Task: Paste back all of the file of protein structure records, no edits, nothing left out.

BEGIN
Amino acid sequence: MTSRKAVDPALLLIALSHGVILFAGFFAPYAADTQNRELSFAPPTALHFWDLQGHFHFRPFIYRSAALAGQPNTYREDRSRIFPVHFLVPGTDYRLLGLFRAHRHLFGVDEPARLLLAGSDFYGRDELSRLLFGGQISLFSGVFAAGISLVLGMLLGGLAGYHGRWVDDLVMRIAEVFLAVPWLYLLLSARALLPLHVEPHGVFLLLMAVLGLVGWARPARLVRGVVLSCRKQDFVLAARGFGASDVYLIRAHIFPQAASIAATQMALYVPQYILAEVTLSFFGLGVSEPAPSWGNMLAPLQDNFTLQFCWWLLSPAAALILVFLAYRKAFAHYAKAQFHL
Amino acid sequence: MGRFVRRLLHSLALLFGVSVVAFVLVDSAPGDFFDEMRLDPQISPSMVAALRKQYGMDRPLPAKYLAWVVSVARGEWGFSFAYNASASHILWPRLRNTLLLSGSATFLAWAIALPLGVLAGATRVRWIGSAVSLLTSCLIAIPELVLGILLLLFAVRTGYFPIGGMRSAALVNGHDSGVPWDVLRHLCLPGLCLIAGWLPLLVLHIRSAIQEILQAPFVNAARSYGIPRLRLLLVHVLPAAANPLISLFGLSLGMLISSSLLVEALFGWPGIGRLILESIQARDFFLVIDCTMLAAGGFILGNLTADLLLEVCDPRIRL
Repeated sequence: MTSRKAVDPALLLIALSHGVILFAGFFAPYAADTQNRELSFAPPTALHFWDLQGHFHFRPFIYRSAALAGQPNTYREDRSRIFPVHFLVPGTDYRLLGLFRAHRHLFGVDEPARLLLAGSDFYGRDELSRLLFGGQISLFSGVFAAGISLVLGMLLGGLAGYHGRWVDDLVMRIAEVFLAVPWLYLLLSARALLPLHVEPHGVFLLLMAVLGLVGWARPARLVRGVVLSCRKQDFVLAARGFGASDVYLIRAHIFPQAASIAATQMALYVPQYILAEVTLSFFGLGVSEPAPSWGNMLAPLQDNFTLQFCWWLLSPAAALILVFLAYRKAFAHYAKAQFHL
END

Amino acid sequence: MTSRKAVDPALLLIALSHGVILFAGFFAPYAADTQNRELSFAPPTALHFWDLQGHFHFRPFIYRSAALAGQPNTYREDRSRIFPVHFLVPGTDYRLLGLFRAHRHLFGVDEPARLLLAGSDFYGRDELSRLLFGGQISLFSGVFAAGISLVLGMLLGGLAGYHGRWVDDLVMRIAEVFLAVPWLYLLLSARALLPLHVEPHGVFLLLMAVLGLVGWARPARLVRGVVLSCRKQDFVLAARGFGASDVYLIRAHIFPQAASIAATQMALYVPQYILAEVTLSFFGLGVSEPAPSWGNMLAPLQDNFTLQFCWWLLSPAAALILVFLAYRKAFAHYAKAQFHL
Amino acid sequence: MGRFVRRLLHSLALLFGVSVVAFVLVDSAPGDFFDEMRLDPQISPSMVAALRKQYGMDRPLPAKYLAWVVSVARGEWGFSFAYNASASHILWPRLRNTLLLSGSATFLAWAIALPLGVLAGATRVRWIGSAVSLLTSCLIAIPELVLGILLLLFAVRTGYFPIGGMRSAALVNGHDSGVPWDVLRHLCLPGLCLIAGWLPLLVLHIRSAIQEILQAPFVNAARSYGIPRLRLLLVHVLPAAANPLISLFGLSLGMLISSSLLVEALFGWPGIGRLILESIQARDFFLVIDCTMLAAGGFILGNLTADLLLEVCDPRIRL
Repeated sequence: MTSRKAVDPALLLIALSHGVILFAGFFAPYAADTQNRELSFAPPTALHFWDLQGHFHFRPFIYRSAALAGQPNTYREDRSRIFPVHFLVPGTDYRLLGLFRAHRHLFGVDEPARLLLAGSDFYGRDELSRLLFGGQISLFSGVFAAGISLVLGMLLGGLAGYHGRWVDDLVMRIAEVFLAVPWLYLLLSARALLPLHVEPHGVFLLLMAVLGLVGWARPARLVRGVVLSCRKQDFVLAARGFGASDVYLIRAHIFPQAASIAATQMALYVPQYILAEVTLSFFGLGVSEPAPSWGNMLAPLQDNFTLQFCWWLLSPAAALILVFLAYRKAFAHYAKAQFHL